Selling property – What should the vendor know about the sale and purchase agreement?

22 July, 2015 | Carolyn Ranson

Property purchasers are encouraged to conduct due diligence and get a lawyer to check the agreement for sale and purchase before they sign, but what about the vendor or person selling property?  What do you need to know about the agreement for sale and purchase before they sign it?

Vendor warranties

Vendors should read the vendor warranties very carefully to ensure that there are no outstanding issues that they are aware of, especially where they might have done work to the property.  If there are any issues, a special condition can be included that will put the purchaser on notice and shift the burden.  An example of this is a “as is, where is” clause which might relate to, say, an non-permitted garage.

LIM report clause

It is also good practice to obtain a Land Information Memorandum report on your property before you list it on the market.  This gives you a chance to identify any outstanding issues and rectify them before the purchaser is even aware of them.  You will then be able to produce a copy of the LIM report for potential purchasers before they put in an offer and so preclude the need for the contract to be conditional on the LIM report.

Building report clause

The current standard agreement for sale and purchase has a space on the front page to indicate that a building report is required, previously it was inserted as a special condition.  The purchaser then has 10 working days to obtain a report from a suitably qualified building inspector.  Vendors should be aware that relying on this standard clause does not give the vendor the option to remedy the problems before cancellation of the contract.  However, if the purchaser pulls out of the agreement on the basis of the report the vendor may request a copy of it, this can help ensure the reasons for cancelling the contract are genuine.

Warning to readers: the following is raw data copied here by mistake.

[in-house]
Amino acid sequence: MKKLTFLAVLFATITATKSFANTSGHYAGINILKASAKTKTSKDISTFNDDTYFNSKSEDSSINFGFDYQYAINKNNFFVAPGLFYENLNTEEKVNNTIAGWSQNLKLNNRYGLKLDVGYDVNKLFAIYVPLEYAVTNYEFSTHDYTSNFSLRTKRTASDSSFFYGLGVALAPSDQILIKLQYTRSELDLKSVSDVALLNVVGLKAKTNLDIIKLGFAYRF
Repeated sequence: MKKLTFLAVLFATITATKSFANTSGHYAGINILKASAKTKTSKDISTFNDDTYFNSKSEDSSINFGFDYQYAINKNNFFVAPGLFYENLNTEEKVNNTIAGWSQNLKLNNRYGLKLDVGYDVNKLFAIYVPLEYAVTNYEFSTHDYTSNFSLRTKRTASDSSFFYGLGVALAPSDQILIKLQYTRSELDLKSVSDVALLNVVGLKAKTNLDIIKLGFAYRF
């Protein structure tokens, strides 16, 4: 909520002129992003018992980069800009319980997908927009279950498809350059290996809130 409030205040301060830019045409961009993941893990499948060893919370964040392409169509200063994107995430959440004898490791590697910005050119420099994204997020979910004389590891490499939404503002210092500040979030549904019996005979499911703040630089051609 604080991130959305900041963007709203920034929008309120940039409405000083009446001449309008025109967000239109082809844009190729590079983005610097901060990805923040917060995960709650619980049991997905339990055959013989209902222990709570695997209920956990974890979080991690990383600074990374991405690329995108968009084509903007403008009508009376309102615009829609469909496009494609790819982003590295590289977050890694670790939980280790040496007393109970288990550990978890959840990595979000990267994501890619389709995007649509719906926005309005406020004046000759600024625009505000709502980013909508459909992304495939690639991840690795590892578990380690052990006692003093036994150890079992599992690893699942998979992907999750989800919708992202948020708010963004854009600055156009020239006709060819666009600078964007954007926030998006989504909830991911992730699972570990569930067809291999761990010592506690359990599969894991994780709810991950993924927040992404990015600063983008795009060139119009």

Cross lease/Unit titles

f the title to your property is a cross lease or a unit title there are a number of extra issues to consider and you should talk to your lawyer regarding your obligations.

Cash Out clause

The situation often arises where a vendor is locked into a conditional agreement and while awaiting satisfaction of the conditions, the vendor misses out on a sale to another party.  However, the inclusion of a ‘cash out’ clause in the special conditions allows the vendor to accept a second offer.  The vendor then gives notice to the purchaser under the first agreement that they must declare the contract unconditional, within a certain time, or the first agreement comes to an end.  A cash out clause is not a standard condition and you will need to ask to your lawyer to draft this prior to signing the agreement.

After the agreement is signed it is too late to include any special clauses or conditions.  So, the key with selling your house is careful consideration of the agreement before you sign it, so that extra clauses can be added or amendments made.

If you wish to obtain legal advice on the sale of your property, or for conveyancing services, please contact experienced property lawyer by phone on 09 837 6891 or email carolyn.ranson@smithpartners.co.nz.

Do you need assistance with the sale of your property?

We can help ensure your interests are protected – contact expert lawyer, Carolyn Ranson today to set up an appointment.

email Carolyn
+64 9 837 6891

About the author

An experienced employment, estate litigation and elder law lawyer, Carolyn completed her law degree at City University, London in 1996. She was in house legal counsel for a large retirement village operator, before entering private practice in 2000. She joined
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